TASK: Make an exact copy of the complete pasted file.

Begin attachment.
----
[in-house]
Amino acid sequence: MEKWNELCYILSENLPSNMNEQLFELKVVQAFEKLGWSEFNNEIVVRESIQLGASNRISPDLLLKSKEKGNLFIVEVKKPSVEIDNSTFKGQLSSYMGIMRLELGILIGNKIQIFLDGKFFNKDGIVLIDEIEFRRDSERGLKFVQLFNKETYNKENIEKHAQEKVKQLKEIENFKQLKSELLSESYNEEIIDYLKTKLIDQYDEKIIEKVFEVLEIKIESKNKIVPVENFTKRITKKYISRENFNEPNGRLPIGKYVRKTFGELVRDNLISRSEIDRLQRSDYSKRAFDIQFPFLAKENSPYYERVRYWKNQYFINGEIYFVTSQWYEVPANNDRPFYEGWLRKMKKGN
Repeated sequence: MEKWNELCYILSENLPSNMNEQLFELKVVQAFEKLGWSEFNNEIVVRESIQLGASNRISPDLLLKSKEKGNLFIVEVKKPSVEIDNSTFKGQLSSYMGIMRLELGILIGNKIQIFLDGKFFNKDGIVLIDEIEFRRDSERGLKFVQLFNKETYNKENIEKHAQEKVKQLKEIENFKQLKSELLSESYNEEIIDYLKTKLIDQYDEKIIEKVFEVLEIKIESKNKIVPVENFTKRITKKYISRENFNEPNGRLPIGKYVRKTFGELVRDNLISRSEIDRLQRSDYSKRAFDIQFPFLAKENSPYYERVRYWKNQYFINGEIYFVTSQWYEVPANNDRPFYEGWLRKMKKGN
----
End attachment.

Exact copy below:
[in-house]
Amino acid sequence: MEKWNELCYILSENLPSNMNEQLFELKVVQAFEKLGWSEFNNEIVVRESIQLGASNRISPDLLLKSKEKGNLFIVEVKKPSVEIDNSTFKGQLSSYMGIMRLELGILIGNKIQIFLDGKFFNKDGIVLIDEIEFRRDSERGLKFVQLFNKETYNKENIEKHAQEKVKQLKEIENFKQLKSELLSESYNEEIIDYLKTKLIDQYDEKIIEKVFEVLEIKIESKNKIVPVENFTKRITKKYISRENFNEPNGRLPIGKYVRKTFGELVRDNLISRSEIDRLQRSDYSKRAFDIQFPFLAKENSPYYERVRYWKNQYFINGEIYFVTSQWYEVPANNDRPFYEGWLRKMKKGN
Repeated sequence: MEKWNELCYILSENLPSNMNEQLFELKVVQAFEKLGWSEFNNEIVVRESIQLGASNRISPDLLLKSKEKGNLFIVEVKKPSVEIDNSTFKGQLSSYMGIMRLELGILIGNKIQIFLDGKFFNKDGIVLIDEIEFRRDSERGLKFVQLFNKETYNKENIEKHAQEKVKQLKEIENFKQLKSELLSESYNEEIIDYLKTKLIDQYDEKIIEKVFEVLEIKIESKNKIVPVENFTKRITKKYISRENFNEPNGRLPIGKYVRKTFGELVRDNLISRSEIDRLQRSDYSKRAFDIQFPFLAKENSPYYERVRYWKNQYFINGEIYFVTSQWYEVPANNDRPFYEGWLRKMKKGN